In 1900, Alexander Sifford, an ailing school teacher seeking relief from a troublesome stomach, made the difficult three-day wagon journey with his wife Ida and son Roy (daughter Pearl remained at home with the mumps) from their home in Susanville to Hot Spring Valley to camp and allow Alex to drink the soda waters of "Drake's Spring" (Strong 1989:26).
Alex Sifford's visit with Edward Drake appears to have come at an opportune time. Over the course of the three-day visit the older Sifford drank the water and he and the lanky pioneer talked. Drake was seventy and something about Alex Sifford and his family struck a chord in the old man. After a conversation that lasted "long into the night" (Sifford 1994:14) Drake agreed to sell his 400 acres to Sifford for $6,000 (Strong 1989:27). As part of the deal Alex Sifford assured Drake that he would always be welcome to come and go as long as he lived (Sifford 1994:15).
The following morning the Siffords started back to Susanville where Alex obtained a loan for a down payment. On June 20, 1900, the Siffords took possession of Drake's Hot Spring Valley where they would live and work for the the next 60 summers. In 1901 Alex Sifford purchased 40 acres in the Boiling Springs Lake area, increasing the total Sifford holdings in the valley to 440 acres. Later in 1908 they renamed the valley "Drakesbad" (Drake's baths) to honor the old pioneer.
Life at Drakesbad was hard work for the whole Sifford family, grubbing willows in the meadow, building to improve the property, and providing services to the hundreds of visitors who came to the valley each summer. Making the guest ranch a paying proposition was always a struggle, and the early years were a particularly difficult time of "root hog or die" as Roy Sifford remembers (Roy Sifford interviewed by Les Bodine 7/7/87). However, the Sifford's love of their valley and their willingness to share its beauties never diminished. In no small part the creation in 1916 of Lassen Volcanic National Park resulted from the Sifford's vision for Drakesbad and the Lassen area. It remained an enduring goal of the Siffords, Roy and his father Alex before him, that the Drakesbad valley would some day become part of the Park and open "for any who wished to visit and enjoy" (Sifford 1994:145).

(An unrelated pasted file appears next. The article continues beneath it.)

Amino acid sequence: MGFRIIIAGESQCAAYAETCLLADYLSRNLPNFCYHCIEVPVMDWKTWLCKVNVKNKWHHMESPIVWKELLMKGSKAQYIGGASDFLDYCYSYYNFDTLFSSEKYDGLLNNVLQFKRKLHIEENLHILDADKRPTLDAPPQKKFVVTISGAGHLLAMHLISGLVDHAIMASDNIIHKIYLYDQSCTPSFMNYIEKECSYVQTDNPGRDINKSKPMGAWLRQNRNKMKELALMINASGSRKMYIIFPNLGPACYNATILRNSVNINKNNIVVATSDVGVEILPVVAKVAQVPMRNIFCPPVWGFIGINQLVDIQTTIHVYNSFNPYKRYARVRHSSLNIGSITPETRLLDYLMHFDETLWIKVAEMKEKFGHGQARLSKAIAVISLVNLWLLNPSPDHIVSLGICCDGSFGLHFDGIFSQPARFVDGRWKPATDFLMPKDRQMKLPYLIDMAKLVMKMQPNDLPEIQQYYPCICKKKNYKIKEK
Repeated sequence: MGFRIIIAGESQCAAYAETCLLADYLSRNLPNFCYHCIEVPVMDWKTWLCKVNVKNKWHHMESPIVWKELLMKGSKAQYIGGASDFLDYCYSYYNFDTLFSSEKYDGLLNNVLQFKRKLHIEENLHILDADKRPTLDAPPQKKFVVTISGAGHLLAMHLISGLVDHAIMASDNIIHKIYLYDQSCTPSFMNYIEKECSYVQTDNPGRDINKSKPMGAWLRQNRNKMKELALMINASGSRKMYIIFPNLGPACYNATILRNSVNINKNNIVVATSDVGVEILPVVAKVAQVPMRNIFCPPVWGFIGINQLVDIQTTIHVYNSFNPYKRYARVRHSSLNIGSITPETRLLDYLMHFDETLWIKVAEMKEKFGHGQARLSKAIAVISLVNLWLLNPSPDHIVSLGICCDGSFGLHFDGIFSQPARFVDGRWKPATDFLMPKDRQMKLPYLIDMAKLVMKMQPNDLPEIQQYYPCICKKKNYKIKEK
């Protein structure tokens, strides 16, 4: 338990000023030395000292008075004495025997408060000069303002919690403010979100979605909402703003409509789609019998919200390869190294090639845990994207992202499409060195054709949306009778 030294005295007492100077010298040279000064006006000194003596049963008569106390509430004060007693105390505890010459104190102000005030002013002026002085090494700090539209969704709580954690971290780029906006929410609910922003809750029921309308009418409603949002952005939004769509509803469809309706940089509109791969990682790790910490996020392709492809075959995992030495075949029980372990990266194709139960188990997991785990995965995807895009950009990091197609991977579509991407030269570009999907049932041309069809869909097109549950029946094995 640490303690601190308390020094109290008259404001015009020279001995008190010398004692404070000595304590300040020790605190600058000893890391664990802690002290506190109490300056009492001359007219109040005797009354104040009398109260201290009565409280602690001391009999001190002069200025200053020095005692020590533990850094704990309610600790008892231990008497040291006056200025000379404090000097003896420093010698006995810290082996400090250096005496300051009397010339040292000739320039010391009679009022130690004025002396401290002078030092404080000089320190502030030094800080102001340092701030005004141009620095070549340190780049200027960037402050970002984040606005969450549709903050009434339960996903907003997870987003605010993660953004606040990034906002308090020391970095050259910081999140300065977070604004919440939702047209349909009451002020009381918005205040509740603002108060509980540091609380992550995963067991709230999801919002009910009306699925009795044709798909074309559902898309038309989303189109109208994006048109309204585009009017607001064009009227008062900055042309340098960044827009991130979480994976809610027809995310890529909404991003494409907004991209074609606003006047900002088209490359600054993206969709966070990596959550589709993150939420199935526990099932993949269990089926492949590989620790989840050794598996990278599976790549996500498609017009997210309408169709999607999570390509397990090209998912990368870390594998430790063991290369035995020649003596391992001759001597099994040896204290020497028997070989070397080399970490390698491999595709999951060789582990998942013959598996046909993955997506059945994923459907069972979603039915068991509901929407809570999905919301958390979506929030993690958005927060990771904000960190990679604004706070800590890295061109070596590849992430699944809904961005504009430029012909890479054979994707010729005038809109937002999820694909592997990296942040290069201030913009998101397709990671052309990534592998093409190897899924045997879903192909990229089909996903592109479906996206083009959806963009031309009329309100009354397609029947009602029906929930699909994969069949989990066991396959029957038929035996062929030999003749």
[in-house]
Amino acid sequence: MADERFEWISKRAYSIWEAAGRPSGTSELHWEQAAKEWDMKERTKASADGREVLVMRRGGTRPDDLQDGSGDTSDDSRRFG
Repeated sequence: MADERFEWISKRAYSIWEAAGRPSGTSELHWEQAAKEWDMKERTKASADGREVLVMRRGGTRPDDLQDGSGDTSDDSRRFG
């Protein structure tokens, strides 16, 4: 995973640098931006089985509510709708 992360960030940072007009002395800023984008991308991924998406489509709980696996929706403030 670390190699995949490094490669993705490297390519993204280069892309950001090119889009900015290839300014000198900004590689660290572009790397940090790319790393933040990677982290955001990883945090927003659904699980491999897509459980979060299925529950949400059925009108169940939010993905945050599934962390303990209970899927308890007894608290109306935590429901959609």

Most modern maps of Lassen Volcanic Park show the creek that flows through the Drakesbad valley as "Hot Springs Creek". However, an earlier 1886 geological map and the 1892 Keddie map of Plumas County record the creek as "Hot Spring Creek" and the valley as "Hot Spring Valley". In most of his writing Roy Sifford refers to the creek and the valley using the more historically correct singular form. I follow Sifford here.
Acknowledgments: The author wishes to thank the following individuals and institutions without whose assistance this research would not have been possible: Peter Schulz whose sense of civil responsibility lured me into the project; Lassen Volcanic National Park Superintendent Marilyn Parris who offered the opportunity, and her Cultural Resource Manager, Cari Kreshak, who suggested the project and has been a source of constant encouragement; Tim Purdy, publisher of "Sixty Years of Siffords at Drakesbad", who patiently and willingly granted me access to the Sifford documents in his care; University California, Davis, Special Collections where I was able to obtain numerous important Eastman photographs; Joan Sayre, Director of the Chester Museum, who granted me access to Roy Sifford's written manuscript; Susan Watson who kindly shared her family scrapbooks; Ed and Billie Fiebiger, the managers of Drakesbad Guest Ranch, who offered insight, suggestions, and lunch; Marshall Pike, Vice President of California Guest Services Inc, who offered server space to host the web site; and Nancy Carruthers Rorty, the gracious lady of Drakesbad who remains an inspiration to us all.
Of course, I alone am responsible for omissions or errors in this research, which should be considered as an ongoing project. It is hoped that the many long-time visitors to Drakesbad as they learn of this project will share their personal knowledge to correct, expand, and refine our understanding of Drakesbad's history.
Tandy Bozeman, PhD